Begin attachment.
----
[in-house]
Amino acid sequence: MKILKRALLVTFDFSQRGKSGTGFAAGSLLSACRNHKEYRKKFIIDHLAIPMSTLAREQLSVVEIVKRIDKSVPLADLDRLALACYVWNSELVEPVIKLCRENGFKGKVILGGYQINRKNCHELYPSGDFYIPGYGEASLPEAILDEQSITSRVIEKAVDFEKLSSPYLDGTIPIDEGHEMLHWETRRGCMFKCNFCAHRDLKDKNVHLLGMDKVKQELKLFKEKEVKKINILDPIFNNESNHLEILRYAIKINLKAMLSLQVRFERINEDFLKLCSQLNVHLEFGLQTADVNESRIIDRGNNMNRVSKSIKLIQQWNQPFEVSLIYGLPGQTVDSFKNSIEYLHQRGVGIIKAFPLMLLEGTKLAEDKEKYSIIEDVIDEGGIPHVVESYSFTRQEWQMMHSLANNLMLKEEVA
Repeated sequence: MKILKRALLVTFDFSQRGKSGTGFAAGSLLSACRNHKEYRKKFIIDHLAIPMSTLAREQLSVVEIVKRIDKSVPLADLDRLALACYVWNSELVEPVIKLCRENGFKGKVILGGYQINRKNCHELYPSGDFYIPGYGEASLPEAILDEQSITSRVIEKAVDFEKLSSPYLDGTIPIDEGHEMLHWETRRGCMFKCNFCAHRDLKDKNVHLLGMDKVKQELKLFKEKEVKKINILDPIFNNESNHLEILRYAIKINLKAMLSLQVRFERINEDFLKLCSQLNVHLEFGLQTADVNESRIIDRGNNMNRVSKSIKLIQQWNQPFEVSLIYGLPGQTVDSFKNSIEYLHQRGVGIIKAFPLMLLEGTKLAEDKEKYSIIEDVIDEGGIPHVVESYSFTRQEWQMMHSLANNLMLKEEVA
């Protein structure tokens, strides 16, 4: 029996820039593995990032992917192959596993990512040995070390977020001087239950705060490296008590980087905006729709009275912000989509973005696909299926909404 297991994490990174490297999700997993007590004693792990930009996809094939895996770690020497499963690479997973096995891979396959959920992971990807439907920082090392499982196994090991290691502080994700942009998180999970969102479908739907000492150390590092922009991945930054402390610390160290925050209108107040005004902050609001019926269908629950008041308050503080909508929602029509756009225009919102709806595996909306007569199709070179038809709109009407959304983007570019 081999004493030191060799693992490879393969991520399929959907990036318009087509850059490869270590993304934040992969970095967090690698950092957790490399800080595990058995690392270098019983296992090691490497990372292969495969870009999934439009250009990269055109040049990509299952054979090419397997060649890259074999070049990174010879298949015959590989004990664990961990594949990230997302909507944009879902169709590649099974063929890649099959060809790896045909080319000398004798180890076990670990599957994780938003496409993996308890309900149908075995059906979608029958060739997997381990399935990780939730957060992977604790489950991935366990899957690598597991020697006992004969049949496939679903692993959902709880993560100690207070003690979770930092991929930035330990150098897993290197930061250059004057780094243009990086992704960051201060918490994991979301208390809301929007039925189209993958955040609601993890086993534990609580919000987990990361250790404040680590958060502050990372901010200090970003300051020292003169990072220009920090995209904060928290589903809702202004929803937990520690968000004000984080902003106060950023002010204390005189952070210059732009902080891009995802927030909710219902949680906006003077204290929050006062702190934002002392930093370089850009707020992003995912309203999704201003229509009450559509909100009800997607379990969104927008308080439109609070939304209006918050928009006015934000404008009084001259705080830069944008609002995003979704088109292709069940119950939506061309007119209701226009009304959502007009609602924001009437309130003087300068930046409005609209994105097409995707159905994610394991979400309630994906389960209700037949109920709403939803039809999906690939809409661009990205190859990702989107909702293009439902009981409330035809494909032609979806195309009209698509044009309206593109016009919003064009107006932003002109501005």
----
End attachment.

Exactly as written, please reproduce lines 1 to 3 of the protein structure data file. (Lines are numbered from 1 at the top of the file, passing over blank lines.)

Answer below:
[in-house]
Amino acid sequence: MKILKRALLVTFDFSQRGKSGTGFAAGSLLSACRNHKEYRKKFIIDHLAIPMSTLAREQLSVVEIVKRIDKSVPLADLDRLALACYVWNSELVEPVIKLCRENGFKGKVILGGYQINRKNCHELYPSGDFYIPGYGEASLPEAILDEQSITSRVIEKAVDFEKLSSPYLDGTIPIDEGHEMLHWETRRGCMFKCNFCAHRDLKDKNVHLLGMDKVKQELKLFKEKEVKKINILDPIFNNESNHLEILRYAIKINLKAMLSLQVRFERINEDFLKLCSQLNVHLEFGLQTADVNESRIIDRGNNMNRVSKSIKLIQQWNQPFEVSLIYGLPGQTVDSFKNSIEYLHQRGVGIIKAFPLMLLEGTKLAEDKEKYSIIEDVIDEGGIPHVVESYSFTRQEWQMMHSLANNLMLKEEVA
Repeated sequence: MKILKRALLVTFDFSQRGKSGTGFAAGSLLSACRNHKEYRKKFIIDHLAIPMSTLAREQLSVVEIVKRIDKSVPLADLDRLALACYVWNSELVEPVIKLCRENGFKGKVILGGYQINRKNCHELYPSGDFYIPGYGEASLPEAILDEQSITSRVIEKAVDFEKLSSPYLDGTIPIDEGHEMLHWETRRGCMFKCNFCAHRDLKDKNVHLLGMDKVKQELKLFKEKEVKKINILDPIFNNESNHLEILRYAIKINLKAMLSLQVRFERINEDFLKLCSQLNVHLEFGLQTADVNESRIIDRGNNMNRVSKSIKLIQQWNQPFEVSLIYGLPGQTVDSFKNSIEYLHQRGVGIIKAFPLMLLEGTKLAEDKEKYSIIEDVIDEGGIPHVVESYSFTRQEWQMMHSLANNLMLKEEVA